EDMONTON — A man convicted of sexually assaulting an indigenous woman whom the Crown had jailed and shackled to ensure her testimony has applied for legal records to try to discredit her as he seeks a mistrial.
Lance David Blanchard was found guilty in December of aggravated sexual assault, kidnapping, unlawful confinement, possession of a weapon and making a death threat in the 2014 attack.
The victim, a 28-year-old homeless woman, died in 2015 in an unrelated shooting.
Tom Engel, Blanchard's lawyer, has applied for the release of legal records that he contends contain new evidence that she was heavily addicted to drugs and was involved in criminal activity.
"The theory of the defence was and is that the complainant created a false story, accusing the applicant (Blanchard) of the allegations which form the subject matter of the charges in order to exact revenge against the applicant and to cover up her own conduct," reads the application.
"The sought-after records contain information that is likely relevant to issues in the trial, in particular, a mistrial application."
A judge is to hear arguments on the records request next Monday and on the mistrial application on July 26. In January, Blanchard is scheduled for a dangerous offender hearing that could lead to him being jailed indefinitely.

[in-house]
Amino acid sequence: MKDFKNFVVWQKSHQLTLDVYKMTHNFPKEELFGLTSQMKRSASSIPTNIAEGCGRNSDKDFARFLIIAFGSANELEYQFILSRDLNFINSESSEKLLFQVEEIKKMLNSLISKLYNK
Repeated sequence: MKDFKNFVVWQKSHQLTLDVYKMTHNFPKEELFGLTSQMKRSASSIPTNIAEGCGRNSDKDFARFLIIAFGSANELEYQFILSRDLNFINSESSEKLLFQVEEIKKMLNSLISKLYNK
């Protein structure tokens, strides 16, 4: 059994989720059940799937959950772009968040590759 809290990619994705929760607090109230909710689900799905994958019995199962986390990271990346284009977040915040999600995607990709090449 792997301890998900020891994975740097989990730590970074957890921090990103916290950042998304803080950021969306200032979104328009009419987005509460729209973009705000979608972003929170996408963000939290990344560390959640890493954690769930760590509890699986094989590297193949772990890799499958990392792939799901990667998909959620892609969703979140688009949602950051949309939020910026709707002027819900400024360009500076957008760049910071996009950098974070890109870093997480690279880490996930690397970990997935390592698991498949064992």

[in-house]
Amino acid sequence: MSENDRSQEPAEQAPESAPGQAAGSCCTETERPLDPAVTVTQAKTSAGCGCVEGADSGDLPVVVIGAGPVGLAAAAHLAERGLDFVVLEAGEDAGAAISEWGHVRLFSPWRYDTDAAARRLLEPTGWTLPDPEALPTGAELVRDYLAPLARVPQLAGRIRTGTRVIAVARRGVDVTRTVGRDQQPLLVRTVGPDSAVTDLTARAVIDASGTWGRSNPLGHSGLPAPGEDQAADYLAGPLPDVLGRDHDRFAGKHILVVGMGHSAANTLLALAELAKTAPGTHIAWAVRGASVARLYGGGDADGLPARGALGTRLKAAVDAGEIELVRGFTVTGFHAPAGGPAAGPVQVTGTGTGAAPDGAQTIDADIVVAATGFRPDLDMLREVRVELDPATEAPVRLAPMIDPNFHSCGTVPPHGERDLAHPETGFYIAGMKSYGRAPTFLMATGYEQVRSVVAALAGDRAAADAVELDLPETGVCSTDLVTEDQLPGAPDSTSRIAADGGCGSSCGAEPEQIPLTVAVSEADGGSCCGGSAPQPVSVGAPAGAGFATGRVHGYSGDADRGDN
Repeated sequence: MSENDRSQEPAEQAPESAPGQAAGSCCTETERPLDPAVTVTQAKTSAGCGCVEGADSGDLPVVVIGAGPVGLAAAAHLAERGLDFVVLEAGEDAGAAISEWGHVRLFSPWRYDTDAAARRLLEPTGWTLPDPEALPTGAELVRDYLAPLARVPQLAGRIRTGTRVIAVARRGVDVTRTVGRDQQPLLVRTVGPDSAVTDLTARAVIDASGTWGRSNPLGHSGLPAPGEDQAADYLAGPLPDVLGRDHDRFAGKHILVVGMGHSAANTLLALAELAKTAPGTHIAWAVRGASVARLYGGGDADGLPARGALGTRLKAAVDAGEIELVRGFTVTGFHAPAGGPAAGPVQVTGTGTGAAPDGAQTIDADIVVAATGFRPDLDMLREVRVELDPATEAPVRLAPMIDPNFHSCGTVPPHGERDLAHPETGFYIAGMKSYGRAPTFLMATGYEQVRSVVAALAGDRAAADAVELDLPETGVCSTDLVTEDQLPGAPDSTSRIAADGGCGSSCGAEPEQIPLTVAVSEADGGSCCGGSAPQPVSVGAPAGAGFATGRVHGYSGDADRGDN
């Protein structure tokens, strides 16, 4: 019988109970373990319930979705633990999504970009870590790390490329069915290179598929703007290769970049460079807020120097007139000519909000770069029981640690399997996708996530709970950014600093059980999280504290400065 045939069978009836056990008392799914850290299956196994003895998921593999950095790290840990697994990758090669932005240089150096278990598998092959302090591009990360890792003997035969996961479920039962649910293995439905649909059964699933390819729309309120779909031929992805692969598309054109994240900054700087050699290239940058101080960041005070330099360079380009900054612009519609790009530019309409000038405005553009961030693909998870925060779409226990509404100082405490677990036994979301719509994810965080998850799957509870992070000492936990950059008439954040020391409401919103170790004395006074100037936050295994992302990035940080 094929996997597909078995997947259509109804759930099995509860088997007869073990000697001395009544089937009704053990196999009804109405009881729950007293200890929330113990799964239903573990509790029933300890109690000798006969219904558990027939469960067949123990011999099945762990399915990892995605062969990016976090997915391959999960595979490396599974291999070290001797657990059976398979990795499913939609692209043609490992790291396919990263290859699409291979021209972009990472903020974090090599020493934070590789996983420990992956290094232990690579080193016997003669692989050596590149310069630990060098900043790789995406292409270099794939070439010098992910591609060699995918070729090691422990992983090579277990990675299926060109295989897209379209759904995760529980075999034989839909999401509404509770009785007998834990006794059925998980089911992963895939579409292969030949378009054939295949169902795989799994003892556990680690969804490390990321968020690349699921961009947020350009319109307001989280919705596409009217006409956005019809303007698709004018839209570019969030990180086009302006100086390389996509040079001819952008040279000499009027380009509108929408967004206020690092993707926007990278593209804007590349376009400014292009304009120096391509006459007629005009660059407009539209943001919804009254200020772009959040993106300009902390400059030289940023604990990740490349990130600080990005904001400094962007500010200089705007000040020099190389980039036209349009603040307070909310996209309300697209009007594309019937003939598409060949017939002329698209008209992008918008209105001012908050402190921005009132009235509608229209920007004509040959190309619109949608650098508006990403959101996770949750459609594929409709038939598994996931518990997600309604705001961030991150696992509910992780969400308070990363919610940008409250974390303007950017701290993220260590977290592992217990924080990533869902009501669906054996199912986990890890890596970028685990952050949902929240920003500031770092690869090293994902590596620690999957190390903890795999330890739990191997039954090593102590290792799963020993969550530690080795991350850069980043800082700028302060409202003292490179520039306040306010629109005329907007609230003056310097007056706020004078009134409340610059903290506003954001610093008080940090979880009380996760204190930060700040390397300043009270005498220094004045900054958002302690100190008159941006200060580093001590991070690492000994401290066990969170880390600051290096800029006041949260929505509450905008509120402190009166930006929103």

Earlier this month, an Edmonton judge ruled against Blanchard's attempt to have his convictions stayed over his treatment in custody.
The plight of his victim made headlines when it became public that a judge granted a request by the Crown to keep the woman in the Edmonton Remand Centre during a 2015 preliminary hearing for Blanchard to ensure that she would be available to testify.
The woman, who was originally from Maskwacis, Alta., and can't be identified under a publication ban, was shackled during her testimony. On at least two occasions, she had to ride in the same prisoner van as her attacker.
Justice Minister Kathleen Ganley has called the woman's treatment disturbing and has ordered two investigations into how she was treated.
The victim's mother was upset at the latest legal development when she heard about it Monday.
"I am very mad. I am just speechless," she said. "That is not right."
John Cotter, The Canadian Press
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